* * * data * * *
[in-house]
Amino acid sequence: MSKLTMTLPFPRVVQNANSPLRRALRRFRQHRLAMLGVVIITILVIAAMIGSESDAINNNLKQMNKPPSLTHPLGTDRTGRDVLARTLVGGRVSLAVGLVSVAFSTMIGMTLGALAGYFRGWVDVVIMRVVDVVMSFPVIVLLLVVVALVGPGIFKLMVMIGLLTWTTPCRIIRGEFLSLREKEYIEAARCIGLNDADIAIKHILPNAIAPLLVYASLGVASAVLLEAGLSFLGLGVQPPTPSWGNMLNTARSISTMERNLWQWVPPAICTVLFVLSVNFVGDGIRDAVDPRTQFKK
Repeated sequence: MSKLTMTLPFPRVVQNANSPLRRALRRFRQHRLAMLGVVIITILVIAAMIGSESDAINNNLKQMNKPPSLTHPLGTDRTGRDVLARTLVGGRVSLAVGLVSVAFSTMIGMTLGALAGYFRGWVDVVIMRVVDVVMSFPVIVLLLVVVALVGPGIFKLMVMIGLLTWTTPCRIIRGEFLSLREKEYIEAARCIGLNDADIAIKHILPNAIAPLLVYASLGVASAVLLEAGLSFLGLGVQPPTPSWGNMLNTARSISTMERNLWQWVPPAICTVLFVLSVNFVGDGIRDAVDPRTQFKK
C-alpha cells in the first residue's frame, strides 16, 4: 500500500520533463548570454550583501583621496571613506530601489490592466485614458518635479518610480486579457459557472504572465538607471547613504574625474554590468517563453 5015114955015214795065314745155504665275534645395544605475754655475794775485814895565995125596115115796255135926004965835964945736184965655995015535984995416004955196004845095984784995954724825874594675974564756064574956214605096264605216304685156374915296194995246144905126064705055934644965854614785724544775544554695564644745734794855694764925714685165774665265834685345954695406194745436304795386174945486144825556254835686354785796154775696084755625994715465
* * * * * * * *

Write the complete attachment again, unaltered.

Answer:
[in-house]
Amino acid sequence: MSKLTMTLPFPRVVQNANSPLRRALRRFRQHRLAMLGVVIITILVIAAMIGSESDAINNNLKQMNKPPSLTHPLGTDRTGRDVLARTLVGGRVSLAVGLVSVAFSTMIGMTLGALAGYFRGWVDVVIMRVVDVVMSFPVIVLLLVVVALVGPGIFKLMVMIGLLTWTTPCRIIRGEFLSLREKEYIEAARCIGLNDADIAIKHILPNAIAPLLVYASLGVASAVLLEAGLSFLGLGVQPPTPSWGNMLNTARSISTMERNLWQWVPPAICTVLFVLSVNFVGDGIRDAVDPRTQFKK
Repeated sequence: MSKLTMTLPFPRVVQNANSPLRRALRRFRQHRLAMLGVVIITILVIAAMIGSESDAINNNLKQMNKPPSLTHPLGTDRTGRDVLARTLVGGRVSLAVGLVSVAFSTMIGMTLGALAGYFRGWVDVVIMRVVDVVMSFPVIVLLLVVVALVGPGIFKLMVMIGLLTWTTPCRIIRGEFLSLREKEYIEAARCIGLNDADIAIKHILPNAIAPLLVYASLGVASAVLLEAGLSFLGLGVQPPTPSWGNMLNTARSISTMERNLWQWVPPAICTVLFVLSVNFVGDGIRDAVDPRTQFKK
C-alpha cells in the first residue's frame, strides 16, 4: 500500500520533463548570454550583501583621496571613506530601489490592466485614458518635479518610480486579457459557472504572465538607471547613504574625474554590468517563453 5015114955015214795065314745155504665275534645395544605475754655475794775485814895565995125596115115796255135926004965835964945736184965655995015535984995416004955196004845095984784995954724825874594675974564756064574956214605096264605216304685156374915296194995246144905126064705055934644965854614785724544775544554695564644745734794855694764925714685165774665265834685345954695406194745436304795386174945486144825556254835686354785796154775696084755625994715465